Plasticity of the social brain: training the mind and heart to a more caring society
Yes, you can change your brain, said Professor Tania Singer in her OWP live keynote address aimed at improving one of today’s most pressing issues – mental health and well-being.
In the last few decades, society has faced many complex global problems that call for innovative solutions, real change and a new approach to leadership. More and more business leaders are embracing mindfulness and empathy techniques to better understand the challenges they face, how to address them and how to lead teams through necessary transformations.
Emerging scientific fields such as social and contemplative neurosciences have produced promising findings that may help inform and tackle such challenges, especially in the areas of brain plasticity.
In her OWP liVe keynote address “Plasticity of the social brain: from training the mind and heart to a more caring society”, Professor Tania Singer – Scientific Head of the Max Planck Society’s Social Neuroscience Lab – explained how the development of different aspects of our mind could transform economies and build healthier societies.
Professor Singer introduced her audience to the ReSource Project, a large one-year secular mental training program: “It aimed to cultivate attention, awareness, perspective-taking, compassion and pro-social behaviors, while at the same time reducing stress, and improving mental and physical health.”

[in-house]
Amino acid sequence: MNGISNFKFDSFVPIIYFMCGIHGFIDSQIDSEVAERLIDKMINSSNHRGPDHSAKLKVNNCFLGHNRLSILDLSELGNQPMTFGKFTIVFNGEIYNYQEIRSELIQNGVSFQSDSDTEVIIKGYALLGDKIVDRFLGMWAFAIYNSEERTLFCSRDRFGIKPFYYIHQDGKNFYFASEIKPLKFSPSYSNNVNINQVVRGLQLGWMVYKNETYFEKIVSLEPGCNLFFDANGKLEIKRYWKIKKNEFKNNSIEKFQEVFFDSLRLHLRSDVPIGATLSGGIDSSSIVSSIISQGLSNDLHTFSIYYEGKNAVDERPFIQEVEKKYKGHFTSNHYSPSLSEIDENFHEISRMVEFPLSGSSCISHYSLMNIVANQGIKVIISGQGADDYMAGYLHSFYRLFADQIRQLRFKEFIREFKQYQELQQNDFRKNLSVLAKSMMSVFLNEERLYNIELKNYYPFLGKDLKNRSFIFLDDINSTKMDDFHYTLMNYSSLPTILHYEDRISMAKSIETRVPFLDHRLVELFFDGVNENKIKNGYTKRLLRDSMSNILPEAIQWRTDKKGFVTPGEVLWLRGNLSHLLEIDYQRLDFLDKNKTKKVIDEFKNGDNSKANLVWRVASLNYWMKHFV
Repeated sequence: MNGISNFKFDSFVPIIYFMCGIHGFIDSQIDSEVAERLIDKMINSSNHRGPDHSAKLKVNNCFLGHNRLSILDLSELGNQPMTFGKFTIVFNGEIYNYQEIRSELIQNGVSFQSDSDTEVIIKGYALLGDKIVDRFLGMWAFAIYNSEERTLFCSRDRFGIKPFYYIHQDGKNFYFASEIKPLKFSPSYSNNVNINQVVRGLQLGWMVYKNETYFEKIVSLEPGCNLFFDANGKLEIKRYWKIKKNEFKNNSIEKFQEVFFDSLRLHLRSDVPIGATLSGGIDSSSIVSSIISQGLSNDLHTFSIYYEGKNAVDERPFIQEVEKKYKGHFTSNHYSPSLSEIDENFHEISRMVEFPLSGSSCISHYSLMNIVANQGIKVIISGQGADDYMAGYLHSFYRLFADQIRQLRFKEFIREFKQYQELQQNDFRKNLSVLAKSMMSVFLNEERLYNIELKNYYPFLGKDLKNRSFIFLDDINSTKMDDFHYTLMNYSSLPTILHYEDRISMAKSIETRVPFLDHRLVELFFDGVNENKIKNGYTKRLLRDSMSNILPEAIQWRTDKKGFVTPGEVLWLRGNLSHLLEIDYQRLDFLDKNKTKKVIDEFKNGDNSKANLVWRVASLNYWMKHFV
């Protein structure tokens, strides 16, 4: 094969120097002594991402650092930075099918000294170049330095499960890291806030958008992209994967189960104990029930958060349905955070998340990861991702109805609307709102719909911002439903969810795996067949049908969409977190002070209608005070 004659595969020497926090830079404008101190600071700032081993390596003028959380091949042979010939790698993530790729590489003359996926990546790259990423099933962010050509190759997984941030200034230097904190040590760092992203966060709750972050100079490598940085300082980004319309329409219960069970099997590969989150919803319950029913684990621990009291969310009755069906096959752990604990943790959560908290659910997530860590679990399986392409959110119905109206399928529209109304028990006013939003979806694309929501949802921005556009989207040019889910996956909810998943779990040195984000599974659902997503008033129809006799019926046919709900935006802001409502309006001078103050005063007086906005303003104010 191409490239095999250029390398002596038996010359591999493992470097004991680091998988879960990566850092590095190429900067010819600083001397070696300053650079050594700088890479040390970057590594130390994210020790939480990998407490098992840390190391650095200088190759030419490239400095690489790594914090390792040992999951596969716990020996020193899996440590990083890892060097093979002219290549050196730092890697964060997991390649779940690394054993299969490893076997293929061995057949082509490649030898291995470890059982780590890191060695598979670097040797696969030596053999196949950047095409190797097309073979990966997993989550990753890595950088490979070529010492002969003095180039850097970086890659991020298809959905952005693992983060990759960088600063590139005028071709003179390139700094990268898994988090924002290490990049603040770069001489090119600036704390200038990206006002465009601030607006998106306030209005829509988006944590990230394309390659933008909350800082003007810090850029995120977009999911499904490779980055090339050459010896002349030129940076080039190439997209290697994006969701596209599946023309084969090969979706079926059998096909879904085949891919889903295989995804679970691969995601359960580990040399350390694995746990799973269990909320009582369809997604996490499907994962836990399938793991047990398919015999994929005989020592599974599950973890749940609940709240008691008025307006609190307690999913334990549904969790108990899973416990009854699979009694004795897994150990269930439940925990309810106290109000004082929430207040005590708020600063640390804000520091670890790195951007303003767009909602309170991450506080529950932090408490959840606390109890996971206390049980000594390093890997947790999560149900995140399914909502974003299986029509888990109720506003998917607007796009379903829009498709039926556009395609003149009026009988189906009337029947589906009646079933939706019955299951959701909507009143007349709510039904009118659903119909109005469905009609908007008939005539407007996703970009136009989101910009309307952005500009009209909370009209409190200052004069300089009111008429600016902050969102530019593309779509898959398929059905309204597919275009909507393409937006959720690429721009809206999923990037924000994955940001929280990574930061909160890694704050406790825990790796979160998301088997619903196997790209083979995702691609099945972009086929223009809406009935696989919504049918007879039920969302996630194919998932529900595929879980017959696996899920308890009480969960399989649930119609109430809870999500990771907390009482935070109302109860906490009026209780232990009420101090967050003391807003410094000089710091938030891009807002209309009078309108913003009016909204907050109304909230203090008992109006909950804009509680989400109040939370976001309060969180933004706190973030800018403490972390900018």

The project, which studied more than 200 people across more than 90 metrics, included new ways of training social intelligence and understanding both yourself and others through meditation-based mental exercises. This ten-minutes of daily empathetic listening in which participants also learn to take in the perspective of others leads to excellent results.
“We produced evidence that some of our mental training modules reduced 51% of the social stress response of our participants,” she said.
Presenting the first findings, Professor Singer offered new ways to train the brain and develop compassion to lead in business and to develop new economic models.
“Many of our findings show that compassion is not just a luxury or a weak feeling,” said the neuroscientist, “but a powerful source to improve important social skills, altruism and global cooperation.”
Implementing mental trainings into businesses could help executives better address complex issues by re-introducing secular ethics that promote the idea of taking responsibility through compassionate leadership and responsible actions.
Professor Singer concluded with a call to action: “Although it’s never too late to begin, we should already introduce mental practices including social partner exercises in schools to reduce bullying and social stress and increase social skills – which are needed more than ever in our modern world.”
Whether you’re under 18 or over 50, training these “muscles” in the brain can build attention, compassion and social cognition to boost your leadership skills – and your life.